AMD Radeon HD 6900 Series: Right Performance, Right Features, Right Price

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Performance: Games

Synthetic tests can be useful in how they evaluate features that will be common in tomorrow's games, but performance in real games is far more important. We test with five current games that are all capable of pushing a modern graphics card to the limit.

Codemasters' Formula 1 racer F1 2010 is a more strenuous DirectX 11 driving game than Dirt 2, so we're moving forward with using it as a standard benchmark. We enable DirectX 11 and turn all the detail levels up to Ultra quality mode. AMD's cards looked great here, with the Radeon HD 6970 easily outpacing the GTX 570, and even matching the GTX 580 at extremely high resolutions.

Tom Clancy's H.A.W.X. is a graphically rich arcade flight game that utilizes DirectX 10.1 to enable features such as Screen Space Ambient Occlusion (SSAO), God Rays, and Soft Particles. Again, we turn all the detail levels up to the max here. Nvidia's cards easily took the prize in this game, though we should mention that all four of the cards managed over 60 frames per second even at extremely high resolution with antialiasing enabled.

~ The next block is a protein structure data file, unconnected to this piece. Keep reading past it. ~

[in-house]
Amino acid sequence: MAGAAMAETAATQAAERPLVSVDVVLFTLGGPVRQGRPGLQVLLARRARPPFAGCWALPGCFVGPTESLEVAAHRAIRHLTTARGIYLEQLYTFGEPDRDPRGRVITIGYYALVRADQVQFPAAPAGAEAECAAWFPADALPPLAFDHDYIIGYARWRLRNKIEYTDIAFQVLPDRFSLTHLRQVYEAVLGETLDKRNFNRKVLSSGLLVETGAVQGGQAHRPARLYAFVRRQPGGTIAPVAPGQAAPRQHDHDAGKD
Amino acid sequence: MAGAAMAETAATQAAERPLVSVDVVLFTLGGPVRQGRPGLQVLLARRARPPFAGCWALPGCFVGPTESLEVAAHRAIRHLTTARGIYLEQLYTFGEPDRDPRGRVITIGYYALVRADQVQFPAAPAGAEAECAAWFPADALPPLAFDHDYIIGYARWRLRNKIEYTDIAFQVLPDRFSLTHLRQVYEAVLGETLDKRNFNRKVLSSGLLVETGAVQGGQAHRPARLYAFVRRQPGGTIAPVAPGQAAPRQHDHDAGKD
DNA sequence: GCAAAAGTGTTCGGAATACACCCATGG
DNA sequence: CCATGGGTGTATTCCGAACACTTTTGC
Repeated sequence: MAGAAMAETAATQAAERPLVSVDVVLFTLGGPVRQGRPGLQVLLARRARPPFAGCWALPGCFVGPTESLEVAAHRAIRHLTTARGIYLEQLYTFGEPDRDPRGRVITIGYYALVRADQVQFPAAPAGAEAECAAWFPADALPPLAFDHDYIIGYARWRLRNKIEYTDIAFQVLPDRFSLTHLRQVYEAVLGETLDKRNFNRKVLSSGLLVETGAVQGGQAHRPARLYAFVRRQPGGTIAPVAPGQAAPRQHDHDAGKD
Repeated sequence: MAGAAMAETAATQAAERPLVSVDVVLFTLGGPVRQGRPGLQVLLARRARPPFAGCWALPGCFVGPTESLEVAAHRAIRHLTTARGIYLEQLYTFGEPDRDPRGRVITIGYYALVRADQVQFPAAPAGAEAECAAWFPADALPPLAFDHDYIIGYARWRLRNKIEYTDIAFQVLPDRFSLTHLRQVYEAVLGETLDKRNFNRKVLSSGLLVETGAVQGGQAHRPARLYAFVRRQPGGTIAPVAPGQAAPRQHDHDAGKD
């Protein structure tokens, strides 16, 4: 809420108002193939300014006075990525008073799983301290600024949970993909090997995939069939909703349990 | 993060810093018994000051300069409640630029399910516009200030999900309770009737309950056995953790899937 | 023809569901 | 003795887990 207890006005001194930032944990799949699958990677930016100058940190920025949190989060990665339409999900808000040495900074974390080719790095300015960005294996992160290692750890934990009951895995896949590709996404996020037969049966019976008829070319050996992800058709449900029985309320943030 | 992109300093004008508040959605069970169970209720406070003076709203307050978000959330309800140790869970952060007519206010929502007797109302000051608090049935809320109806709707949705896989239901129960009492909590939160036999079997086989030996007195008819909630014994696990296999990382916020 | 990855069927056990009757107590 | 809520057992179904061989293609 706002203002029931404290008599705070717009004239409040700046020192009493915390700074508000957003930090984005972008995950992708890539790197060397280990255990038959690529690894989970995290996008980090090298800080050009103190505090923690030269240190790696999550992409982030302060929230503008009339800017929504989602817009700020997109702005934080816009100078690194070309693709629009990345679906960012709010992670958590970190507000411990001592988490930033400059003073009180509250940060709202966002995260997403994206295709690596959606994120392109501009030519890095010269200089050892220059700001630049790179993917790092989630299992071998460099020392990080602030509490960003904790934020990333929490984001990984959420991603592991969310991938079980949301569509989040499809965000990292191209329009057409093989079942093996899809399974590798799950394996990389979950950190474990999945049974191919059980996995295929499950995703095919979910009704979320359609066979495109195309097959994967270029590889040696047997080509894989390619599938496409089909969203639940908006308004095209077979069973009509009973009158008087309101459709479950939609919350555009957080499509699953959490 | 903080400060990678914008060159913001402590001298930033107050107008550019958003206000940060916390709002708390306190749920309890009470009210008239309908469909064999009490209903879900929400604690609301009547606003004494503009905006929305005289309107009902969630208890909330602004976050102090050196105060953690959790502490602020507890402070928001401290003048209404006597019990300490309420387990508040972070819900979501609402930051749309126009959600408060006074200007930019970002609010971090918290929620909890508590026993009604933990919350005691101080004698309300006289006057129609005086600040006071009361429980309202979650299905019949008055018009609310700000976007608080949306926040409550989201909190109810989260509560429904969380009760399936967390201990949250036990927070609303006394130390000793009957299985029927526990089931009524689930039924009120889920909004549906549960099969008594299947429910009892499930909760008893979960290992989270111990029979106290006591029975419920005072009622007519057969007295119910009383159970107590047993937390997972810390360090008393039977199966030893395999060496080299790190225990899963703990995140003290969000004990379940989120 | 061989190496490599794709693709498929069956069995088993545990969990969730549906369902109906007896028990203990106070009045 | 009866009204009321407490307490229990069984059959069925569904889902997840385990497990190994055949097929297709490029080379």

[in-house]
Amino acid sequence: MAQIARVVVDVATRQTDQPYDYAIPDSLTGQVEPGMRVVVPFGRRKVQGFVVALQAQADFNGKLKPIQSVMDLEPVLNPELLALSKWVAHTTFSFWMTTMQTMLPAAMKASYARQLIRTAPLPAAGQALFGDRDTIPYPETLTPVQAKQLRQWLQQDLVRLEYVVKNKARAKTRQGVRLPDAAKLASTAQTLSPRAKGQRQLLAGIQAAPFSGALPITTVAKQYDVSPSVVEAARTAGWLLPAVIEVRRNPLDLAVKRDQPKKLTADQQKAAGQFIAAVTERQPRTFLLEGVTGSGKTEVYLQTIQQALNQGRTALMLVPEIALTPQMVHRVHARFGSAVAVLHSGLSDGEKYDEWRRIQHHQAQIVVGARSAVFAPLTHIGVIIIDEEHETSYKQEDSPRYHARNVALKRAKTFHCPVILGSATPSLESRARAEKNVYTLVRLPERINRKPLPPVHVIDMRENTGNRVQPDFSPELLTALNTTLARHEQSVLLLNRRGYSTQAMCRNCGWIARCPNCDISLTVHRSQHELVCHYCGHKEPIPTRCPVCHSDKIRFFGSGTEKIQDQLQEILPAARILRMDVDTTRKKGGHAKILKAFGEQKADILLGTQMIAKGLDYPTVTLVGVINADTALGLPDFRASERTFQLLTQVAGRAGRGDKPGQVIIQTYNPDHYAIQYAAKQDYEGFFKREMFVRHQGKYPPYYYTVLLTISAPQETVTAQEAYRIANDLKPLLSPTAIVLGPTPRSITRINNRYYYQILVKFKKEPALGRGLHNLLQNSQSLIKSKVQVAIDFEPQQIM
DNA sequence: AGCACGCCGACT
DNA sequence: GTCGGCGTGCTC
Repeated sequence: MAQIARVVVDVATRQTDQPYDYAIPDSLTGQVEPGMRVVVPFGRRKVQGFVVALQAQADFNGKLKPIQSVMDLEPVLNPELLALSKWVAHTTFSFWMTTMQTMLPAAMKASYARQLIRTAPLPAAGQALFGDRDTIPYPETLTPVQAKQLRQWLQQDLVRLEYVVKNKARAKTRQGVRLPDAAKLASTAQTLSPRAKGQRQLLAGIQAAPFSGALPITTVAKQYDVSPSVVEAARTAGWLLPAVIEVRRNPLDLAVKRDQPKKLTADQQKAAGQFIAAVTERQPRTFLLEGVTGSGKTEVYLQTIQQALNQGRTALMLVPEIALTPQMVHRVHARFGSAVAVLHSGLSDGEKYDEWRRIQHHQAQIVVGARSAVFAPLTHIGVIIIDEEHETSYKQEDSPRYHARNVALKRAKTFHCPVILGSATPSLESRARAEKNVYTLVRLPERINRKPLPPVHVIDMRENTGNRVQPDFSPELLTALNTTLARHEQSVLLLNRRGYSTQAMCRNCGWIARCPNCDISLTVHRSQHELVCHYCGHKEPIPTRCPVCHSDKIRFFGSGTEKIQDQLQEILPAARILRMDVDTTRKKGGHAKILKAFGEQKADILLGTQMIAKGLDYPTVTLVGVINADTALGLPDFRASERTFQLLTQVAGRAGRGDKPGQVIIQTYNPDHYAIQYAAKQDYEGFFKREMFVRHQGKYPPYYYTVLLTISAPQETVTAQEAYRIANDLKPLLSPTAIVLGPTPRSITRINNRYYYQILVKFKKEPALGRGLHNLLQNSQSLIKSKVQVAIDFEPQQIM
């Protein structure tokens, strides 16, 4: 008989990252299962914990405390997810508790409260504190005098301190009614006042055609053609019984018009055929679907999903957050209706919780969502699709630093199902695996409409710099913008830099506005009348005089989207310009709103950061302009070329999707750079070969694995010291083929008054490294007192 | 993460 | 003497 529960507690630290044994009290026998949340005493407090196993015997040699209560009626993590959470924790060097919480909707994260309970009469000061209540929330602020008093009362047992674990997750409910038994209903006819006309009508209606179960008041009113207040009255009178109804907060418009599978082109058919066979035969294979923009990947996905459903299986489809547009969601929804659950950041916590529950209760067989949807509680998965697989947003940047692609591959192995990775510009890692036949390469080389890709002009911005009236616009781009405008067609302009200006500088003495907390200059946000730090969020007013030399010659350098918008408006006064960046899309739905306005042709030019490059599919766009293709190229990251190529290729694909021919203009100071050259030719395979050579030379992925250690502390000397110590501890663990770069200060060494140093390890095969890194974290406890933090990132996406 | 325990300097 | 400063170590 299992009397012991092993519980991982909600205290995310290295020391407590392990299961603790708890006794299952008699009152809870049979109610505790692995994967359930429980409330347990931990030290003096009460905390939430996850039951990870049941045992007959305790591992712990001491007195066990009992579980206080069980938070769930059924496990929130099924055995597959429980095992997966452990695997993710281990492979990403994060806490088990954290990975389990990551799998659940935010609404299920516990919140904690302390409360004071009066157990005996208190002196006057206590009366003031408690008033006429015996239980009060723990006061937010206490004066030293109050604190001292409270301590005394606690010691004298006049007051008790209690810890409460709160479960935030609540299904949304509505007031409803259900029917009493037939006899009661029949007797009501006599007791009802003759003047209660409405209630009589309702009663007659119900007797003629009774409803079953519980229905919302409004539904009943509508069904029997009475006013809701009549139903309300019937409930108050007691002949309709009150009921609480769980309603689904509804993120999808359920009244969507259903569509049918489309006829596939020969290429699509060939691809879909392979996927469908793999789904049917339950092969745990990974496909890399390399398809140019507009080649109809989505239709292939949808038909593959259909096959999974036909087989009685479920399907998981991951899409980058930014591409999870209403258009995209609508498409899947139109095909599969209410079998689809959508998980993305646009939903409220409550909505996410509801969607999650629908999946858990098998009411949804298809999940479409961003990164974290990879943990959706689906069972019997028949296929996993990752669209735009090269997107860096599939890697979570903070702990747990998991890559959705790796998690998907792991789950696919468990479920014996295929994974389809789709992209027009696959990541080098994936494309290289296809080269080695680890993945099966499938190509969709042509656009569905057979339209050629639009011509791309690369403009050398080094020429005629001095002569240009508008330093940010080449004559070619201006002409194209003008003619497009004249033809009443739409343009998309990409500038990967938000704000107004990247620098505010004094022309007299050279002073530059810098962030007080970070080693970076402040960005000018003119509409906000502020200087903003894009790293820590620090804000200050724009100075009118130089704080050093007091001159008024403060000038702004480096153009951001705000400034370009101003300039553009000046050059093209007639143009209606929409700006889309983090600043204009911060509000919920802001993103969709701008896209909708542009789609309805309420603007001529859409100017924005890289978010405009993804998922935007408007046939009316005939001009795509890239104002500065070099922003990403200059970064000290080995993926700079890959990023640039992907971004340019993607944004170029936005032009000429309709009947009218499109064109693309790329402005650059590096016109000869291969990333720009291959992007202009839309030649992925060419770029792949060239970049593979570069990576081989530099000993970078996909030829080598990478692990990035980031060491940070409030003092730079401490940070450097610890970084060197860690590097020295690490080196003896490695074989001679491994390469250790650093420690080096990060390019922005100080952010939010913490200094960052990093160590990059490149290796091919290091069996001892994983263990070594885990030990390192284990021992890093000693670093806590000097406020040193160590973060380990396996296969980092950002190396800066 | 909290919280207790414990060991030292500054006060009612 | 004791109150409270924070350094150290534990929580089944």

Although World in Conflict is aging a bit, it's still a beautiful real-time strategy game with a DirectX 10-based graphics engine that can put a strain on all but the most powerful graphics cards when you maximize detail levels, as we do. The Radeon HD 6970 was roughly equal to the GeForce GTX 570 at the extreme resolution of 2560 by 1600, but Nvidia's new card was a bit faster at 1920 by 1200.

The S.T.A.L.K.E.R. series has always been on the bleeding edge of graphics technology. We use the demo benchmark for the Call of Pripyat sequel, with DirectX 11 lighting enabled and all detail settings maximized. The Radeon HD 6970 outpaced the GeForce GTX 570 by a small amount here--and at very high resolutions or with antialiasing enabled, the 6950 was just a step behind. Nothing could catch Nvidia's $500 GeForce GTX 580, but AMD's new cards came impressively close considering their lower price.

Last but not least, we have the excellent benchmark built into Just Cause 2. We maximize graphics settings and run the "Concrete Jungle" test, which is the most strenuous of benchmarks. We're beginning to sound like a broken record, but the pattern is becoming clear. In this game Nvidia's cards were definitely faster at 1920 by 1200, but AMD narrowed the gap considerably when we moved up to 2560 by 1600.

Next: Value and efficiency

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